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Stop. Reset.

The world premiere of Regina Taylor's futuristic play will make you think twice about trading in your hardcovers for an eBook.

Ismael Cruz Cordova
(© Joan Marcus)

As patrons enter the Romulus Linney Courtyard Theatre, the Twitter handle @SignatureTheatr is projected over the stage as a welcoming invitation to engage with the theater's virtual community. Upon exiting, the invitation feels more like an ironic suggestion, for you leave Regina Taylor's new play Stop. Reset. tempted to discontinue all of your social-media accounts and cleanse your life of technological devices.

In the midst of a Chicago blizzard, we meet a motley crew of four frustrated employees stranded in the office of the city's oldest African-American book publishing company: Jan, a middle-aged African-American lesbian (played by the spitfire Latanya Richardson Jackson); Deb, a Japanese-American woman with a paralyzing fear of unemployment (a comically high-strung Michi Barall); Chris, a young African-American man with family ties to the company (a solid performance by Teagle F. Bougere); and Tim, a self-absorbed Caucasian man who prides himself on his knowledge of black history (a convincingly pompous Donald Sage Mackay). All four sweat bullets as they wait for their boss, Alexander Ames (commandingly portrayed by Carl Lumbly), to announce a layoff — each person taking a turn to plead his or her case throughout the day (all except for Jan who was handed the unfortunate task of venturing out into the blizzard to replenish the office's coffee supply).

As the sleek, Apple product-filled office (designed by Neil Patel) suggests, the age of physical books that you can touch and smell and mark up with scribbled margin notes is quickly fading, soon to be replaced entirely by Kindles and eBooks and potentially even more advanced technology that further virtualizes the reading experience. Whether that should be feared as a symbol of a crumbling society or embraced as progress is anyone's guess, though Taylor thoughtfully presents both sides of the argument.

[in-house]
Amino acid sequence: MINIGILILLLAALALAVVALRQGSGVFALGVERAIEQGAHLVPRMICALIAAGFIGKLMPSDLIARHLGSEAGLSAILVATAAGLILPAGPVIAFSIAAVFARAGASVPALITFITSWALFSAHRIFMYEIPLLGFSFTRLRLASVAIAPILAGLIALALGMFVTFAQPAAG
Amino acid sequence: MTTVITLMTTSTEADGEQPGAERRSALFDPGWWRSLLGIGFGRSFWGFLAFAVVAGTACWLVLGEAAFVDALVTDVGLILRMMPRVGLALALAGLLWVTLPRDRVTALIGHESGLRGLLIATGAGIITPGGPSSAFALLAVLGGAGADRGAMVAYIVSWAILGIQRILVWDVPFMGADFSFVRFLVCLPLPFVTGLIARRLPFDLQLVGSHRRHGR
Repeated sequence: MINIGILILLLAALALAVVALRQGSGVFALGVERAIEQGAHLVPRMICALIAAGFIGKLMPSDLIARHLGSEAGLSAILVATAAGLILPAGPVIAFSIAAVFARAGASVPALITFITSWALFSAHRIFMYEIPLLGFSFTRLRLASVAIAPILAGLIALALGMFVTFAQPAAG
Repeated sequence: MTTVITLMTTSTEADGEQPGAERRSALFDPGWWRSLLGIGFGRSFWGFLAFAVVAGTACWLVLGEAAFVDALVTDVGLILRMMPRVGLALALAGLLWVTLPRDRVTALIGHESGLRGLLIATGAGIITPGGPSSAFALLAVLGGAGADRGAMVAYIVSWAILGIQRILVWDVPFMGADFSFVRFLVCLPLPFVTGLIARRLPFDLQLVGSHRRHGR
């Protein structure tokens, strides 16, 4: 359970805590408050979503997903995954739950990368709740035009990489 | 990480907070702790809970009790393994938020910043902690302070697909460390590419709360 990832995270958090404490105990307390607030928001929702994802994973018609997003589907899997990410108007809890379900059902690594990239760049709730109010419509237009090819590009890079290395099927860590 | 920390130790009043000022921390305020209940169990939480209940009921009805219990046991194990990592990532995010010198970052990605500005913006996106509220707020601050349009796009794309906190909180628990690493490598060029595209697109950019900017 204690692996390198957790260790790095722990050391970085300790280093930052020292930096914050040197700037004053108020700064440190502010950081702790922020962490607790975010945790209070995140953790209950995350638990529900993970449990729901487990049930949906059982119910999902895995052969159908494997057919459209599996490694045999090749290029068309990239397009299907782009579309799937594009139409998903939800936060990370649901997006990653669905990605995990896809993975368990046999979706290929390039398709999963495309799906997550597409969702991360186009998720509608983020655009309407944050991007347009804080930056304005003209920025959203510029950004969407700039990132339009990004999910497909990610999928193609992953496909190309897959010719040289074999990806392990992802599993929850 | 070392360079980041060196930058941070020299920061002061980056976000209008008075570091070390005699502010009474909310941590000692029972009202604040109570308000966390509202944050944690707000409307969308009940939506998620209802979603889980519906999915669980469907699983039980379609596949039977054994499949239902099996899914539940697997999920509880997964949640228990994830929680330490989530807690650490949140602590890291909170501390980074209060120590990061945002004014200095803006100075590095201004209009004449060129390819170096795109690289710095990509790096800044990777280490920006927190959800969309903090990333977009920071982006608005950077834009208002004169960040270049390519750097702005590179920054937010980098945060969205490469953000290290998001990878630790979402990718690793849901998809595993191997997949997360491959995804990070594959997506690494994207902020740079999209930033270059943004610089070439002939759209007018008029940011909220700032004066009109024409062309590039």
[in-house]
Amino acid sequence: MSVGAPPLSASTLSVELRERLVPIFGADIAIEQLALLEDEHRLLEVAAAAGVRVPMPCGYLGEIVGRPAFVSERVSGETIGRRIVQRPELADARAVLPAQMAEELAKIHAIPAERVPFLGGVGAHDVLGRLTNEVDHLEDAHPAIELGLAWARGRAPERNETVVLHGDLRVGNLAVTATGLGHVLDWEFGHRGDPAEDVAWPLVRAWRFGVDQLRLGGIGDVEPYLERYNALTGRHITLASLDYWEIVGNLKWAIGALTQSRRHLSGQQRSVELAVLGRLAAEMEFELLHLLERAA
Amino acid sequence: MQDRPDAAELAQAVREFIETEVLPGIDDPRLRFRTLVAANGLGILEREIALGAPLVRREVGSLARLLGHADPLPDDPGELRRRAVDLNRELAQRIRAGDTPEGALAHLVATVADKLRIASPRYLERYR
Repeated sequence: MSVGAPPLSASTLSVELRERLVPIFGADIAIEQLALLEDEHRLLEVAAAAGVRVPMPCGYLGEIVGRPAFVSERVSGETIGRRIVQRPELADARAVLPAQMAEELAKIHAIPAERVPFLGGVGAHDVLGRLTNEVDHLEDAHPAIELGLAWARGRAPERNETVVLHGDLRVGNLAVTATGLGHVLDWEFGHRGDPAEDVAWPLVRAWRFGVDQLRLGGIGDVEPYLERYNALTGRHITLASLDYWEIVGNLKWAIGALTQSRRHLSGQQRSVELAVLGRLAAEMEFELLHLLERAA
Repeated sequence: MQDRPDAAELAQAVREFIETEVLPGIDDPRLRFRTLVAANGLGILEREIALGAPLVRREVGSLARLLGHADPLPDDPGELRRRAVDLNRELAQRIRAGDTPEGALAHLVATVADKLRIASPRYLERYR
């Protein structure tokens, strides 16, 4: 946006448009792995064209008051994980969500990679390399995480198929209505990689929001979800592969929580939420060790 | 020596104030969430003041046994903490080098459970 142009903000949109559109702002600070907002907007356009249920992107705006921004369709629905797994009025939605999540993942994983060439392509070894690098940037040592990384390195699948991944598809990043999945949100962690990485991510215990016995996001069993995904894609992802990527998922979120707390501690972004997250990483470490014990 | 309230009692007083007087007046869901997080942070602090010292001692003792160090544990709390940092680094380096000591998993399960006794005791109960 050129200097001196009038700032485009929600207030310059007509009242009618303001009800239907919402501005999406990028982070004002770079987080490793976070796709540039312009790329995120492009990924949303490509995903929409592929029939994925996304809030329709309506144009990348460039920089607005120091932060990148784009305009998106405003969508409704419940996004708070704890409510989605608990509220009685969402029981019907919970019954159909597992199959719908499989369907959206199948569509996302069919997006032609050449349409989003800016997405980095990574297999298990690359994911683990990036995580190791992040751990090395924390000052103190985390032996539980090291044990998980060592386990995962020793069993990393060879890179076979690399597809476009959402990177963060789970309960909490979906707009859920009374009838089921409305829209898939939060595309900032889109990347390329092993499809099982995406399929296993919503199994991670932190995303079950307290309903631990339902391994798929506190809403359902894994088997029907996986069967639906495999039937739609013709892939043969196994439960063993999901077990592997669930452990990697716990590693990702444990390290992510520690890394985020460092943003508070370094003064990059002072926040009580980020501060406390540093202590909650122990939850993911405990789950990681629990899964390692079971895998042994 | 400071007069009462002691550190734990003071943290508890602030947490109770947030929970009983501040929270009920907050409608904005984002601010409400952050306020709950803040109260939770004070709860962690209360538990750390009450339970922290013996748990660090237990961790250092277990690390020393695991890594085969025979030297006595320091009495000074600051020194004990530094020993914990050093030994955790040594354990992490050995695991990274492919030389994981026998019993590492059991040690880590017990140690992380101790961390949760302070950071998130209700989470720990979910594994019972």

Ames begins as a stalwart traditionalist, mourning the death of the tangible experience that books once offered. However, his opinions gradually move to the other extreme when he meets a mysterious young man named J (Ismael Cruz Cordova). J presents himself as the office janitor, but in fact he is visiting from the future and has a wealth of technological knowledge that could put Ames' company years ahead of everyone else in the publishing industry.

Taylor cleverly captures a vision of our trajectory as a society in this singular character. Unlike Ames and his four employees who often revert back to discussions of age, race, gender, and sexuality, frequently dividing themselves into teams along these lines, J fits into none of these, illustrated by his gender-neutral title and ethnically ambiguous appearance. This all-encompassing neutrality suggests that these categorizations are headed toward irrelevance, which, by most people's standards, would be considered social progress. Yet as we watch him wander through the office with his rubber gloves, spraying and dusting every corner until it reaches the sterility of a hospital room, we learn that we are simultaneously headed down a path of complete disconnection from the reality of our physical world.

With technology creeping into every corner of society at an increasingly rapid pace, Taylor's play offers socially relevant food for thought, sure to resonate with audiences of all ages. You leave wondering, however, if Stop. Reset. adds anything new to the menu or merely supplies an organized buffet of ideas that have already been thoroughly analyzed and debated in the academic arena.

Still, there is something to be said for the power that a theatrical presentation can add to these academic arguments, with impressive projections (by Shawn Sagady) and lighting design (by Lap Chi Chu) that firmly place us in this futuristic world. However, at times, the science fiction elements become more of a distraction than a means of communicating the play's message. J's exact origins are never fully clarified and the depiction of a time-traveling world of the future is hazy at best. Yet to be fair, a staged explanation of the technology behind Google Glass, most likely, would not be any easier to follow. Perhaps Taylor is merely leveling the playing field and allowing people of all ages and levels of tech savvy to spend an hour and a half feeling equally irrelevant.